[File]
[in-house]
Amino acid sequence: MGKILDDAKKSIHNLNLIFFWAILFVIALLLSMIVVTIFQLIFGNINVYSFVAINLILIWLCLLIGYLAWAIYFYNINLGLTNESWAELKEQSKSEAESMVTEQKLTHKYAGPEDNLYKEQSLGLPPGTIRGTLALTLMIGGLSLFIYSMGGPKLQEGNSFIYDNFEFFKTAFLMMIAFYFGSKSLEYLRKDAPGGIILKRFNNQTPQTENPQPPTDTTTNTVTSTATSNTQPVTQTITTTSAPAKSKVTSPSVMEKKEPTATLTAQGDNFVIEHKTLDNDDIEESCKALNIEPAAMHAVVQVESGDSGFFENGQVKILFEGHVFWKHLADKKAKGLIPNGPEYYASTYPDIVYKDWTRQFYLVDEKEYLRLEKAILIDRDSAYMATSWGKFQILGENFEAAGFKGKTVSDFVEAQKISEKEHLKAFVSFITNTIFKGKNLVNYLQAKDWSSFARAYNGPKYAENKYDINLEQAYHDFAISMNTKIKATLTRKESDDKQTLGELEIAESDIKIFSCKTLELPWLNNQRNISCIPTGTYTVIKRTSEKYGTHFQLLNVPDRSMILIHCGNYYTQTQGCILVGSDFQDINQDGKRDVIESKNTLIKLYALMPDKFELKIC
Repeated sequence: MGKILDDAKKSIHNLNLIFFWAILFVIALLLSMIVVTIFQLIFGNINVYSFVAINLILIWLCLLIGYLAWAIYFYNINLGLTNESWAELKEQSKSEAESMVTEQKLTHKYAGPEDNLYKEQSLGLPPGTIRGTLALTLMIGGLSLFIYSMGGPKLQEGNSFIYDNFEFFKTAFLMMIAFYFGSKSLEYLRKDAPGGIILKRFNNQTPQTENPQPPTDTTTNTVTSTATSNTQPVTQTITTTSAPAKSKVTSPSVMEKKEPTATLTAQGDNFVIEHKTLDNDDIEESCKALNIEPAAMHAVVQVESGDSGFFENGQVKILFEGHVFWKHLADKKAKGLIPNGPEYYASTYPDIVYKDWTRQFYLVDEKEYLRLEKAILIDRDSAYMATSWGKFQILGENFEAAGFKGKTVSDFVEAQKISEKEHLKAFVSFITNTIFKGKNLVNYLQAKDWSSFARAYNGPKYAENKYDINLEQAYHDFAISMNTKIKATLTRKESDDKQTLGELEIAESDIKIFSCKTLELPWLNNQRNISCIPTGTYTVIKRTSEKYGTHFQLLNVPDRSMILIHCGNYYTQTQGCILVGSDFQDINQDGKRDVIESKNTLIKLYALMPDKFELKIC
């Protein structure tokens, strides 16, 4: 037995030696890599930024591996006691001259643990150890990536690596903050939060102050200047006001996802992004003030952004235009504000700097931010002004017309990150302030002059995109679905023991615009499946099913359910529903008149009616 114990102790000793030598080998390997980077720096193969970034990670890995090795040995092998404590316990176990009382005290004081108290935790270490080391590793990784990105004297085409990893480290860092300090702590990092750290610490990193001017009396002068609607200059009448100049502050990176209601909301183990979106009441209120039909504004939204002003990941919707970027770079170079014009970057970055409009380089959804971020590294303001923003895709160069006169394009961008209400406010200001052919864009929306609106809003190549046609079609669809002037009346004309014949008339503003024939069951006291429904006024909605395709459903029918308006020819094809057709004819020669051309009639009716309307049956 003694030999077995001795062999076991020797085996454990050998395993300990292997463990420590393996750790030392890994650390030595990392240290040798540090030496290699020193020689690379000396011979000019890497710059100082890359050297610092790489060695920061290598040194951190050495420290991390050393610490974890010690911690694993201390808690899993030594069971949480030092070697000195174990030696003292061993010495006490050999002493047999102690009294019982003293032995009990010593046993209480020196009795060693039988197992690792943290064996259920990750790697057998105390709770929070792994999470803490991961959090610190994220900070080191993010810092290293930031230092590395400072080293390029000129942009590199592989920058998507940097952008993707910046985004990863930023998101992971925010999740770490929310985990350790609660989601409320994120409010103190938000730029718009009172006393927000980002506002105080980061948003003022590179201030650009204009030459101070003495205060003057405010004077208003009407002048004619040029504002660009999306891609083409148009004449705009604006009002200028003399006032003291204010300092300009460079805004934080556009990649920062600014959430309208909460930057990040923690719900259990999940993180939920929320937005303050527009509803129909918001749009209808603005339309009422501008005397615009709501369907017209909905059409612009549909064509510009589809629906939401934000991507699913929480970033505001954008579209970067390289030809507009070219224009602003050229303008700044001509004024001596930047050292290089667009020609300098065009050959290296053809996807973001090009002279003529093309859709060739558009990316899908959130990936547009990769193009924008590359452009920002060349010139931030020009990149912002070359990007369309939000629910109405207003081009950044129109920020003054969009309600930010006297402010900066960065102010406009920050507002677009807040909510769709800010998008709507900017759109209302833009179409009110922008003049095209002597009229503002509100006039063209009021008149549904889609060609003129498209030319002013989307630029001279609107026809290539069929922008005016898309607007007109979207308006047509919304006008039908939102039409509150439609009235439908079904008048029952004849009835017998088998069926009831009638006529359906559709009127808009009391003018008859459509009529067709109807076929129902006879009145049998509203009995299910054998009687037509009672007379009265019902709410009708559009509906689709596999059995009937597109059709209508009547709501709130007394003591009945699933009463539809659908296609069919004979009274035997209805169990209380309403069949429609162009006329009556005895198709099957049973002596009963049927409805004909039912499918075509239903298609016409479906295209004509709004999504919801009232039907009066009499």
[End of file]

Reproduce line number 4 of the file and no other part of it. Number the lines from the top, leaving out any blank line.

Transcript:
């Protein structure tokens, strides 16, 4: 037995030696890599930024591996006691001259643990150890990536690596903050939060102050200047006001996802992004003030952004235009504000700097931010002004017309990150302030002059995109679905023991615009499946099913359910529903008149009616 114990102790000793030598080998390997980077720096193969970034990670890995090795040995092998404590316990176990009382005290004081108290935790270490080391590793990784990105004297085409990893480290860092300090702590990092750290610490990193001017009396002068609607200059009448100049502050990176209601909301183990979106009441209120039909504004939204002003990941919707970027770079170079014009970057970055409009380089959804971020590294303001923003895709160069006169394009961008209400406010200001052919864009929306609106809003190549046609079609669809002037009346004309014949008339503003024939069951006291429904006024909605395709459903029918308006020819094809057709004819020669051309009639009716309307049956 003694030999077995001795062999076991020797085996454990050998395993300990292997463990420590393996750790030392890994650390030595990392240290040798540090030496290699020193020689690379000396011979000019890497710059100082890359050297610092790489060695920061290598040194951190050495420290991390050393610490974890010690911690694993201390808690899993030594069971949480030092070697000195174990030696003292061993010495006490050999002493047999102690009294019982003293032995009990010593046993209480020196009795060693039988197992690792943290064996259920990750790697057998105390709770929070792994999470803490991961959090610190994220900070080191993010810092290293930031230092590395400072080293390029000129942009590199592989920058998507940097952008993707910046985004990863930023998101992971925010999740770490929310985990350790609660989601409320994120409010103190938000730029718009009172006393927000980002506002105080980061948003003022590179201030650009204009030459101070003495205060003057405010004077208003009407002048004619040029504002660009999306891609083409148009004449705009604006009002200028003399006032003291204010300092300009460079805004934080556009990649920062600014959430309208909460930057990040923690719900259990999940993180939920929320937005303050527009509803129909918001749009209808603005339309009422501008005397615009709501369907017209909905059409612009549909064509510009589809629906939401934000991507699913929480970033505001954008579209970067390289030809507009070219224009602003050229303008700044001509004024001596930047050292290089667009020609300098065009050959290296053809996807973001090009002279003529093309859709060739558009990316899908959130990936547009990769193009924008590359452009920002060349010139931030020009990149912002070359990007369309939000629910109405207003081009950044129109920020003054969009309600930010006297402010900066960065102010406009920050507002677009807040909510769709800010998008709507900017759109209302833009179409009110922008003049095209002597009229503002509100006039063209009021008149549904889609060609003129498209030319002013989307630029001279609107026809290539069929922008005016898309607007007109979207308006047509919304006008039908939102039409509150439609009235439908079904008048029952004849009835017998088998069926009831009638006529359906559709009127808009009391003018008859459509009529067709109807076929129902006879009145049998509203009995299910054998009687037509009672007379009265019902709410009708559009509906689709596999059995009937597109059709209508009547709501709130007394003591009945699933009463539809659908296609069919004979009274035997209805169990209380309403069949429609162009006329009556005895198709099957049973002596009963049927409805004909039912499918075509239903298609016409479906295209004509709004999504919801009232039907009066009499």